Benita Singh, an Indian American, has been honoured by Newsweek for helping disadvantaged women. In 2003 Benita Singh visited Guatemala to research her Yale University senior year thesis. The Long Island, New York-born Singh wanted to study how women, especially in rural communities, were recovering from the traumas of war.
Singh had earlier worked with street children in New Delhi and in Mexico City. In those cities she encountered what she describes as a certain moral position by the poor — “I don’t have money; you do have money; so could you give just a little bit of it to me.”
But in the village of San Alfonso in Guatemala, Singh was amazed that people did not ask her for money. “The only thing they asked for, was for us to buy their bags and their jewellery,” Singh, 23, says. “I realised these women may be victims of trauma, but more importantly they are actually entrepreneurs,” adds Singh, youngest daughter of India-born Sikh parents.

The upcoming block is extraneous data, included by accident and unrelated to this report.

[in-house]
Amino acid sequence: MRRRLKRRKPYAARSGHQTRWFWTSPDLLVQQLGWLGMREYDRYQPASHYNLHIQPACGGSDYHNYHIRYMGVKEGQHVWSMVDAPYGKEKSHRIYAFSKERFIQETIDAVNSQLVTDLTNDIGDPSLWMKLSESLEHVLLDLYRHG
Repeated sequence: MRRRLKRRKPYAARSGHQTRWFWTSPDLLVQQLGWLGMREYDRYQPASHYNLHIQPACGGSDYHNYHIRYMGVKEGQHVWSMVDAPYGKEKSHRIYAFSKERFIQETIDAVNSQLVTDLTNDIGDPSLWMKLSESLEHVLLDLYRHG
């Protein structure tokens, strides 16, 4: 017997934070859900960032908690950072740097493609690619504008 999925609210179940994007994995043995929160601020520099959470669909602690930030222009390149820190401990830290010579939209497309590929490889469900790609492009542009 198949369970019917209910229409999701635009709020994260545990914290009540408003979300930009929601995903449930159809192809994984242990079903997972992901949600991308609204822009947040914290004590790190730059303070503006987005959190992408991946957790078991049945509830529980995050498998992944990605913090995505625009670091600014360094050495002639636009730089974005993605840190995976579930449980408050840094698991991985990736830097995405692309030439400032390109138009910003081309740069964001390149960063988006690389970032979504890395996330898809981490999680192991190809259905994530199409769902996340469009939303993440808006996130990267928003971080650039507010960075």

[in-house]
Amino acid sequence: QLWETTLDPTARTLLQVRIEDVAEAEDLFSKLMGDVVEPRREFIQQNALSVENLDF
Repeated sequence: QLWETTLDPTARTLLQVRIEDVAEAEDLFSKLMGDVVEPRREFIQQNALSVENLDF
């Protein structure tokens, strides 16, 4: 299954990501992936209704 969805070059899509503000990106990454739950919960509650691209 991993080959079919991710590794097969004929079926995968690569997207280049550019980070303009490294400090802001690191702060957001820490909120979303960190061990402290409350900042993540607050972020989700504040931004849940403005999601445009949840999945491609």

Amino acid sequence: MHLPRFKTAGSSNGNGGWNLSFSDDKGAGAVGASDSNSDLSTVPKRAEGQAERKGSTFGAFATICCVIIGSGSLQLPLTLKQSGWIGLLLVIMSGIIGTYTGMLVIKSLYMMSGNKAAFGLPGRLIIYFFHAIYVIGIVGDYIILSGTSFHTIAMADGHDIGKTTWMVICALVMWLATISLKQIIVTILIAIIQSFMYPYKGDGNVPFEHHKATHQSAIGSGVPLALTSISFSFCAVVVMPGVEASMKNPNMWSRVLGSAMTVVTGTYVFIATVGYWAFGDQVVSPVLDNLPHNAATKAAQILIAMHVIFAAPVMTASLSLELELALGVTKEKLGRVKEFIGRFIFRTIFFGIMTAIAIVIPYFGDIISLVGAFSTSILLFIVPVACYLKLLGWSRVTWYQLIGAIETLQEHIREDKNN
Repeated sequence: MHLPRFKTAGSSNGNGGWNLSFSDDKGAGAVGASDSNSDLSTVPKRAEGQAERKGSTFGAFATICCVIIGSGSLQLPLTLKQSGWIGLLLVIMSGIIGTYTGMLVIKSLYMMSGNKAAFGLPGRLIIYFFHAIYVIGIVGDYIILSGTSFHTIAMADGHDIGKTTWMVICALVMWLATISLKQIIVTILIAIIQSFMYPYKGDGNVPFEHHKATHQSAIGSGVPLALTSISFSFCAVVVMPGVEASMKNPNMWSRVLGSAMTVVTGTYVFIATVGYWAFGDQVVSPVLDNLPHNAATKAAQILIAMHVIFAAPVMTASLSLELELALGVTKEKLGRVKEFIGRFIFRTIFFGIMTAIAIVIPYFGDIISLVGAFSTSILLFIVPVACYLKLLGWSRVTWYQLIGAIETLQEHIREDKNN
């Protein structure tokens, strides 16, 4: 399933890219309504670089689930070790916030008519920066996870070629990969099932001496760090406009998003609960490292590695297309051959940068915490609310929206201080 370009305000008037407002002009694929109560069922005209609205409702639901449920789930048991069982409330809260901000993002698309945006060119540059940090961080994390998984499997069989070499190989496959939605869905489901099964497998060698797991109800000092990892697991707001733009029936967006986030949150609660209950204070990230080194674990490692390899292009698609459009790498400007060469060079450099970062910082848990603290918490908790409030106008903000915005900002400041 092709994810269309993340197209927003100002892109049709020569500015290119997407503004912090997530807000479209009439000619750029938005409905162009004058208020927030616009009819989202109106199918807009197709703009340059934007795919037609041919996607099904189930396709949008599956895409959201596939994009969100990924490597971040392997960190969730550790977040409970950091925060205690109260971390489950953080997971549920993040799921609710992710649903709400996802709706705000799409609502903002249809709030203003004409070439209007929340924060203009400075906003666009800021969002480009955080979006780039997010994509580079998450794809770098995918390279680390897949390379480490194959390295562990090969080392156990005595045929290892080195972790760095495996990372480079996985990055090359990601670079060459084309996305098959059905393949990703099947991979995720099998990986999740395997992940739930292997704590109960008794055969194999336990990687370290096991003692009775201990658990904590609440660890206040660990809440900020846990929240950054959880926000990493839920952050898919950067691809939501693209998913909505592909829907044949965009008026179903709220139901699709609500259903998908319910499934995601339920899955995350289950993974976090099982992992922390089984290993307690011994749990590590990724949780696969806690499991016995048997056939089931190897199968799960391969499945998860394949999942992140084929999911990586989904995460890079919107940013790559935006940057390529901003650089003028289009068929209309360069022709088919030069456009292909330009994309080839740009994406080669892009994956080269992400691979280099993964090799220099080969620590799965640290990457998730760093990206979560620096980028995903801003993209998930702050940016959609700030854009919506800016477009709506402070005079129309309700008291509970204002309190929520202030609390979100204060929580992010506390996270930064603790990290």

Last week Singh and her Yale colleague Ruth Degolia, 24, were honoured by Newsweek magazine with its first Giving Back Awards — in recognition of people who “devote themselves to helping others”.
The two were singled out in the under-25 category for starting a non-profit organisation, Mercado Global. Launched in 2004, Mercado has organised 18 co-operatives in remote rural areas of Guatemala. The products from the co-operatives, shawls, bags and jewellery, are sold at marked up prices to high-end stores in the US and through e-commerce.
Profits generated are rolled back to the communities in Guatemala to build schools and educate young girls. And this year Mercado is sending computers to each community for the women to manage their record keeping.